Emblems

Coat of arms

Herefordshire County Council was granted a coat of arms on February 28, 1946. The arms became obsolete in 1974 on the abolition of the council, but were transferred to the present Herefordshire Council by order in council in 1997.

The arms are blazoned as follows:

Gules on a fesse wavy between in chief a lion passant guardant argent and in base a Herefordshire bull's head caboshed proper, a bar wavy azure; and for a Crest on a wreath of the colours a demi lion rampant gules holding in the sinister claw a fleece or; and for Supporters, on the dexter side a lion guardant or gorged with a wreath of hops fructed proper and on the sinister a talbot argent gorged with a collar or charged with three apples proper.

The red colouring of the shield is taken form the arms of the City of Hereford. The red colour also represents the red earth of Herefordshire. The silver and blue wave across the centre of the shield represents the River Wye. The lions that form parts of the arms, crest and supporters are also taken from Hereford's arms. The agricultural produce of Herefordshire is represented by the bull's head, fleece, hops and apples. The talbot comes from the heraldry of the Talbot family, Marcher Lords of Shrewsbury and also from that of Viscount Hereford.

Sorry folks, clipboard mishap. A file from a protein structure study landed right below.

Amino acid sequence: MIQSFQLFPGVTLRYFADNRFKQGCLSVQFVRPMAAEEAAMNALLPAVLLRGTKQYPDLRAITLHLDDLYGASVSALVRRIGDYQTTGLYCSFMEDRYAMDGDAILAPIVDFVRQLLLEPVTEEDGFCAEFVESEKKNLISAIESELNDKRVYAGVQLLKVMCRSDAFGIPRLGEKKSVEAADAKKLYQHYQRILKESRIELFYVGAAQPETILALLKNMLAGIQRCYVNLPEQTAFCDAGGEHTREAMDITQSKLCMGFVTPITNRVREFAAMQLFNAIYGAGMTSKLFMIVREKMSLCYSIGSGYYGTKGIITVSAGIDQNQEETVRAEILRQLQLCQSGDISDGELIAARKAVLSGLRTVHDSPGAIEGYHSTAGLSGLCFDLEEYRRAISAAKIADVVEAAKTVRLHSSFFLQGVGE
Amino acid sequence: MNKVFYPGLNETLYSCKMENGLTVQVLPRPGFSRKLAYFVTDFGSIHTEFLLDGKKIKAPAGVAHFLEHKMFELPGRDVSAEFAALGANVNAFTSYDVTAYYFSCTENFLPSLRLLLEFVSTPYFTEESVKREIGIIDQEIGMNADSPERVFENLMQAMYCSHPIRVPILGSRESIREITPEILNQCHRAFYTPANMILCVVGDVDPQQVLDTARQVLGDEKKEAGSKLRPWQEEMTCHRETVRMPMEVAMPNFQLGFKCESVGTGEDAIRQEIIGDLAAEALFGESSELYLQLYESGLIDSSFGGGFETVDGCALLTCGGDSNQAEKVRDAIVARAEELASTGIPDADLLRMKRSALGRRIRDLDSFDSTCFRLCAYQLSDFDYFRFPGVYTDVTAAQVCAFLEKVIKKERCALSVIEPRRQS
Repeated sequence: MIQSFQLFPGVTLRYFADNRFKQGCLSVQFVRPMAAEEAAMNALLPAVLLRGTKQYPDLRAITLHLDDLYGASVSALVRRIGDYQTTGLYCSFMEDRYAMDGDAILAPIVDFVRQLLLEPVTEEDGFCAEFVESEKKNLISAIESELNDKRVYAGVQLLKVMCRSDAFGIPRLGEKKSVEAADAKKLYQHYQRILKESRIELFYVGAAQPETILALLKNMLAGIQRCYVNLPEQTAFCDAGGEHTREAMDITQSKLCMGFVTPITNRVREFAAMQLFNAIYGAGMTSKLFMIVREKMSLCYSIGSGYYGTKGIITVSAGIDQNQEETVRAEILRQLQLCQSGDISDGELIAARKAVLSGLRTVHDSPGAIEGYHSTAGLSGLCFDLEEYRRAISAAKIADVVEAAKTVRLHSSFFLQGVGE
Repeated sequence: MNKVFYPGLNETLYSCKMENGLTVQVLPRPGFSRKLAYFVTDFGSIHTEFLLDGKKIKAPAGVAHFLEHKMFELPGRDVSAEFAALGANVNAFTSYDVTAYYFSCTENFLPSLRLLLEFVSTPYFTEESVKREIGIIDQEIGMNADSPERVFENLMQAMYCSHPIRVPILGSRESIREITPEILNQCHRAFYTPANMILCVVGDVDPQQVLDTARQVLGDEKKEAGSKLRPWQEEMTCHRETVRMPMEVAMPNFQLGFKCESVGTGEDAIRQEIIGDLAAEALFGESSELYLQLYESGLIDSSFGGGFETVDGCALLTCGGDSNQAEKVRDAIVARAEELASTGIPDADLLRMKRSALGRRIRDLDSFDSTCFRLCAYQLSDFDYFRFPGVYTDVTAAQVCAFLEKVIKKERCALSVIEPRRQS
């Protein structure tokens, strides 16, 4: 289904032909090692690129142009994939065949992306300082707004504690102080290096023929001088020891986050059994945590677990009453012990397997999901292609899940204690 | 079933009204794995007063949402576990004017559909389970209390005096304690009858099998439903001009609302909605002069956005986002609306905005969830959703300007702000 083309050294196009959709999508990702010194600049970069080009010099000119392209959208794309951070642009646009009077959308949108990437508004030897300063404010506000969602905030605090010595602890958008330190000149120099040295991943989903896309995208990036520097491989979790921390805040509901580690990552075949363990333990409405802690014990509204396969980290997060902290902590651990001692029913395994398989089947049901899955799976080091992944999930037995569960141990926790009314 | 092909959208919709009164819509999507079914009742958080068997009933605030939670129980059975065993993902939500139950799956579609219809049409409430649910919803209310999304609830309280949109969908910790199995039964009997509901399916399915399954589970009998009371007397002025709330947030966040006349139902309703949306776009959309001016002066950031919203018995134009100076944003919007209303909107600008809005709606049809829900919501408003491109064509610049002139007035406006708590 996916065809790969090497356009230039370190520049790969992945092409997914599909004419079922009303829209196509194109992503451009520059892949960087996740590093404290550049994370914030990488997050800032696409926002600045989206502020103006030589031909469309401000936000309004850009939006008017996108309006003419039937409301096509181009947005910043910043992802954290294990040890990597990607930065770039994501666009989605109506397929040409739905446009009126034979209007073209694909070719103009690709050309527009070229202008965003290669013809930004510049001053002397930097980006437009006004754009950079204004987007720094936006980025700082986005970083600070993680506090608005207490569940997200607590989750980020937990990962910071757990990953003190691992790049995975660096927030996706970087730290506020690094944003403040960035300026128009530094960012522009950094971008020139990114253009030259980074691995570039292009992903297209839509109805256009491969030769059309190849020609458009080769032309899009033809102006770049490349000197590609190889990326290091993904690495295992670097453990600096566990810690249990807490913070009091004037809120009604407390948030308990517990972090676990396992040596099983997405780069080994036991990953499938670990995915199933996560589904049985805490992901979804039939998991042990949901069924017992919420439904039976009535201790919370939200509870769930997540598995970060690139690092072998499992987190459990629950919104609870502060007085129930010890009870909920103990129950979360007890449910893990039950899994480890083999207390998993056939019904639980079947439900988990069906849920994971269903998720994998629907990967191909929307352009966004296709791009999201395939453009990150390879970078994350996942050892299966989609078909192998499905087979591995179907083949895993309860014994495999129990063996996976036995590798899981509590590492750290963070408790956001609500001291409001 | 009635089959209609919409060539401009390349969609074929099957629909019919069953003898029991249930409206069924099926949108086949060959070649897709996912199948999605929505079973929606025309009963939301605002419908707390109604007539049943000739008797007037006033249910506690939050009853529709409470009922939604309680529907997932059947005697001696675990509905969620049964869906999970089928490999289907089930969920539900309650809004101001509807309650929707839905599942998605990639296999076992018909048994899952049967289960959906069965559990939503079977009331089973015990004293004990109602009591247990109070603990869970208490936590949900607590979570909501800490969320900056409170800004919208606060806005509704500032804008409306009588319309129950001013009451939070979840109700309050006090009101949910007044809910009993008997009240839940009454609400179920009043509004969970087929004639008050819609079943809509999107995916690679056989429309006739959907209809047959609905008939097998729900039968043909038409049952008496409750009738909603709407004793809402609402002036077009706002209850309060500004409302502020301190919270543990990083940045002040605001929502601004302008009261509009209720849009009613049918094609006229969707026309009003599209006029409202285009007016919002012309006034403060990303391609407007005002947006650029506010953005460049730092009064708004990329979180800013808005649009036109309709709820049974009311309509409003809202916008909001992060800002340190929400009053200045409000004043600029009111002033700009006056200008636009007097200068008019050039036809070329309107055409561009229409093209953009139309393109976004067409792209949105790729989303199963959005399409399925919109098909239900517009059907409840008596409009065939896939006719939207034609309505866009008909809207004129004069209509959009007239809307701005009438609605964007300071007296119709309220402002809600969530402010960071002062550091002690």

The Latin motto is: Pulchra terra Dei donum or This fair land is the gift of God.

County flower

As part of a competition organised by the charity Plantlife to raise awareness of conservation issues, the public were asked to vote for "county flowers" that they felt best represented their county. Mistletoe was announced as the winning choice for Herefordshire in 2004. The emblem has no official status, and has not been widely adopted. Herefordshire Council uses a logo consisting of a green apple.